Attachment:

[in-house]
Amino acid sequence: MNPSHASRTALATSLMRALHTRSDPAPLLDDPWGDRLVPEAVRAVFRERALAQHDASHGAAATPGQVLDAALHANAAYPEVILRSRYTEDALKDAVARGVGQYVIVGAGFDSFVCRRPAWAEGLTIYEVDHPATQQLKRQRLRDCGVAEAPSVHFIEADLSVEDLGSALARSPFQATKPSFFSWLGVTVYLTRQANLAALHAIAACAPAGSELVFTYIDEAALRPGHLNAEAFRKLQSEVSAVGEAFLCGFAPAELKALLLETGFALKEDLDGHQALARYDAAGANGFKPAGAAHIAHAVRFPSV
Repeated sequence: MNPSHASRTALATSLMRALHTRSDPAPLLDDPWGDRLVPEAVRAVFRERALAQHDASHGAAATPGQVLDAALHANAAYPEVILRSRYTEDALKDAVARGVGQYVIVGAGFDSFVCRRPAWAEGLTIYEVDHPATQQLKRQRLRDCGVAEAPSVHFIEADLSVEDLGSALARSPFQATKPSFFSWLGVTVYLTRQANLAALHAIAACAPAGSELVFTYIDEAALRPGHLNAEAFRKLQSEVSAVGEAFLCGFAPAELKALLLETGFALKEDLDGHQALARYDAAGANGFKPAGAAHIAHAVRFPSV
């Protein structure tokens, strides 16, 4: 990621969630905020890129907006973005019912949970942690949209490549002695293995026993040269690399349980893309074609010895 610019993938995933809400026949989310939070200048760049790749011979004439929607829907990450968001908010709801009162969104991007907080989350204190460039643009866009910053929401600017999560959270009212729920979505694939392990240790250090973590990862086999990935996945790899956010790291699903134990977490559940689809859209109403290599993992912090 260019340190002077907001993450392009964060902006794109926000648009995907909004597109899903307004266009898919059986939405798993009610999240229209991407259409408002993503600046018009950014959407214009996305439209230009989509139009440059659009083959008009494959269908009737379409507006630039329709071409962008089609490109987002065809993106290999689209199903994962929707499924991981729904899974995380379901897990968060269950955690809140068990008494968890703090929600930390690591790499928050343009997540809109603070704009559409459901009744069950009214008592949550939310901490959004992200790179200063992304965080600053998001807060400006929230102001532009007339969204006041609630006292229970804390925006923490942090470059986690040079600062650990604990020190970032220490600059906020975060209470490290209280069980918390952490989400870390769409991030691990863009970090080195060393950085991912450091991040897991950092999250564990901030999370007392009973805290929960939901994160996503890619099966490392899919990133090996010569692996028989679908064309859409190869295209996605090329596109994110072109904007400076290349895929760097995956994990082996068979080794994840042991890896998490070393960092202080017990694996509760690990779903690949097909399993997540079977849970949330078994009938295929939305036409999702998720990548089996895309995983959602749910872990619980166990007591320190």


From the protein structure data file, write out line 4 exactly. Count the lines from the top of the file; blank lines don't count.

């Protein structure tokens, strides 16, 4: 990621969630905020890129907006973005019912949970942690949209490549002695293995026993040269690399349980893309074609010895 610019993938995933809400026949989310939070200048760049790749011979004439929607829907990450968001908010709801009162969104991007907080989350204190460039643009866009910053929401600017999560959270009212729920979505694939392990240790250090973590990862086999990935996945790899956010790291699903134990977490559940689809859209109403290599993992912090 260019340190002077907001993450392009964060902006794109926000648009995907909004597109899903307004266009898919059986939405798993009610999240229209991407259409408002993503600046018009950014959407214009996305439209230009989509139009440059659009083959008009494959269908009737379409507006630039329709071409962008089609490109987002065809993106290999689209199903994962929707499924991981729904899974995380379901897990968060269950955690809140068990008494968890703090929600930390690591790499928050343009997540809109603070704009559409459901009744069950009214008592949550939310901490959004992200790179200063992304965080600053998001807060400006929230102001532009007339969204006041609630006292229970804390925006923490942090470059986690040079600062650990604990020190970032220490600059906020975060209470490290209280069980918390952490989400870390769409991030691990863009970090080195060393950085991912450091991040897991950092999250564990901030999370007392009973805290929960939901994160996503890619099966490392899919990133090996010569692996028989679908064309859409190869295209996605090329596109994110072109904007400076290349895929760097995956994990082996068979080794994840042991890896998490070393960092202080017990694996509760690990779903690949097909399993997540079977849970949330078994009938295929939305036409999702998720990548089996895309995983959602749910872990619980166990007591320190």